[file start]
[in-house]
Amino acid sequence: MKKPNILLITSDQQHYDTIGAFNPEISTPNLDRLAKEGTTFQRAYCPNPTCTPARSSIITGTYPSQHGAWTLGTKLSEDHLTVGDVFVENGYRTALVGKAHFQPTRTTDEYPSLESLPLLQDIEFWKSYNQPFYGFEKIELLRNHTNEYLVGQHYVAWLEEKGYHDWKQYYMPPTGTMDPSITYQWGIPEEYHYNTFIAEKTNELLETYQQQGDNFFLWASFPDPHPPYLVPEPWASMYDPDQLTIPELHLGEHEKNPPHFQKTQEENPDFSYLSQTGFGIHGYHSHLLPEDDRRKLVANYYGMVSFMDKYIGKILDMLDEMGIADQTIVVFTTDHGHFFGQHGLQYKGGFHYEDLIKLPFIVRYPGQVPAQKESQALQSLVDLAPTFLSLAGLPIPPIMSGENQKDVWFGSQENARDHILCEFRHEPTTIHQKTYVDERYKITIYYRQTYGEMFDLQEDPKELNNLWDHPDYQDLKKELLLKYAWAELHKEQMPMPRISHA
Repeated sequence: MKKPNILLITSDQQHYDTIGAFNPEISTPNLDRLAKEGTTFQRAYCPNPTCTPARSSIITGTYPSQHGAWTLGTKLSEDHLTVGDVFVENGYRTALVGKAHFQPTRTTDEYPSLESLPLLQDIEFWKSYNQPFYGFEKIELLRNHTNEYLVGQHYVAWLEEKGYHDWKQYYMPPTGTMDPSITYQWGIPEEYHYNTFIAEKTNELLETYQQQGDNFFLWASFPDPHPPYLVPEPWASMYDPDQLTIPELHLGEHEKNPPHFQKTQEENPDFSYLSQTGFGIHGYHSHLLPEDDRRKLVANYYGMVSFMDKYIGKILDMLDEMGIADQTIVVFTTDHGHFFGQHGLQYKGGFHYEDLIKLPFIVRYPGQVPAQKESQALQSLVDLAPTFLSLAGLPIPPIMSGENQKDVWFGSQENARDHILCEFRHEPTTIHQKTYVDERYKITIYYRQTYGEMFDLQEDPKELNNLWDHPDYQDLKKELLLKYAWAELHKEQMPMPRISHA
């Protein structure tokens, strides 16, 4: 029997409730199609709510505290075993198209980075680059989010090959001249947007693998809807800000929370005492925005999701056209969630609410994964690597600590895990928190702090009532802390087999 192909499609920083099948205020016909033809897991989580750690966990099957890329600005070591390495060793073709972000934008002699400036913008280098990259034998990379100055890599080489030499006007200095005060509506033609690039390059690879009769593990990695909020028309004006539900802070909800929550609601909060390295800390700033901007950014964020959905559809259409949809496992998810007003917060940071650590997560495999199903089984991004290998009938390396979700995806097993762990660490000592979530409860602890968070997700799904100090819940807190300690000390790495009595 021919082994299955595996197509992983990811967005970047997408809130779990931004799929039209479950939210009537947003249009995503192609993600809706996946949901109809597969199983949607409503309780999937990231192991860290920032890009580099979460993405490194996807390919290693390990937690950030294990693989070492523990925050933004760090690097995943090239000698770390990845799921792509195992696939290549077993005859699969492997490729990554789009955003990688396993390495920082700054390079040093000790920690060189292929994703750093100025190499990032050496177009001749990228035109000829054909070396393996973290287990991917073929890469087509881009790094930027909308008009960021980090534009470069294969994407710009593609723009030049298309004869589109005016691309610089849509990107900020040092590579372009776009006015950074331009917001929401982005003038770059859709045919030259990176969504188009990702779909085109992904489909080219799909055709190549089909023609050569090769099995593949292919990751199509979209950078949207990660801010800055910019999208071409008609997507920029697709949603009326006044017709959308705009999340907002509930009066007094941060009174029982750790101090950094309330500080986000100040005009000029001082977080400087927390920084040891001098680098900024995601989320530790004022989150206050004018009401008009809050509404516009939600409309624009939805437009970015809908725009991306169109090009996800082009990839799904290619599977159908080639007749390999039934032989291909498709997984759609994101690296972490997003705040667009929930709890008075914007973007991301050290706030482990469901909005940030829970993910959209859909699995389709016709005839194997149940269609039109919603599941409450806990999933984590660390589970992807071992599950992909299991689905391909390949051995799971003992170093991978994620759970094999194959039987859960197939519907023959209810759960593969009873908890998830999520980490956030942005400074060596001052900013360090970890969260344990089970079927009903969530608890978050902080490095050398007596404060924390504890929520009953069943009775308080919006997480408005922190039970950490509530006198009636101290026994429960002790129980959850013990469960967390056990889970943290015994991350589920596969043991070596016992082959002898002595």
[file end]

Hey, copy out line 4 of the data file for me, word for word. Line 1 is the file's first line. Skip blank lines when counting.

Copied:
């Protein structure tokens, strides 16, 4: 029997409730199609709510505290075993198209980075680059989010090959001249947007693998809807800000929370005492925005999701056209969630609410994964690597600590895990928190702090009532802390087999 192909499609920083099948205020016909033809897991989580750690966990099957890329600005070591390495060793073709972000934008002699400036913008280098990259034998990379100055890599080489030499006007200095005060509506033609690039390059690879009769593990990695909020028309004006539900802070909800929550609601909060390295800390700033901007950014964020959905559809259409949809496992998810007003917060940071650590997560495999199903089984991004290998009938390396979700995806097993762990660490000592979530409860602890968070997700799904100090819940807190300690000390790495009595 021919082994299955595996197509992983990811967005970047997408809130779990931004799929039209479950939210009537947003249009995503192609993600809706996946949901109809597969199983949607409503309780999937990231192991860290920032890009580099979460993405490194996807390919290693390990937690950030294990693989070492523990925050933004760090690097995943090239000698770390990845799921792509195992696939290549077993005859699969492997490729990554789009955003990688396993390495920082700054390079040093000790920690060189292929994703750093100025190499990032050496177009001749990228035109000829054909070396393996973290287990991917073929890469087509881009790094930027909308008009960021980090534009470069294969994407710009593609723009030049298309004869589109005016691309610089849509990107900020040092590579372009776009006015950074331009917001929401982005003038770059859709045919030259990176969504188009990702779909085109992904489909080219799909055709190549089909023609050569090769099995593949292919990751199509979209950078949207990660801010800055910019999208071409008609997507920029697709949603009326006044017709959308705009999340907002509930009066007094941060009174029982750790101090950094309330500080986000100040005009000029001082977080400087927390920084040891001098680098900024995601989320530790004022989150206050004018009401008009809050509404516009939600409309624009939805437009970015809908725009991306169109090009996800082009990839799904290619599977159908080639007749390999039934032989291909498709997984759609994101690296972490997003705040667009929930709890008075914007973007991301050290706030482990469901909005940030829970993910959209859909699995389709016709005839194997149940269609039109919603599941409450806990999933984590660390589970992807071992599950992909299991689905391909390949051995799971003992170093991978994620759970094999194959039987859960197939519907023959209810759960593969009873908890998830999520980490956030942005400074060596001052900013360090970890969260344990089970079927009903969530608890978050902080490095050398007596404060924390504890929520009953069943009775308080919006997480408005922190039970950490509530006198009636101290026994429960002790129980959850013990469960967390056990889970943290015994991350589920596969043991070596016992082959002898002595």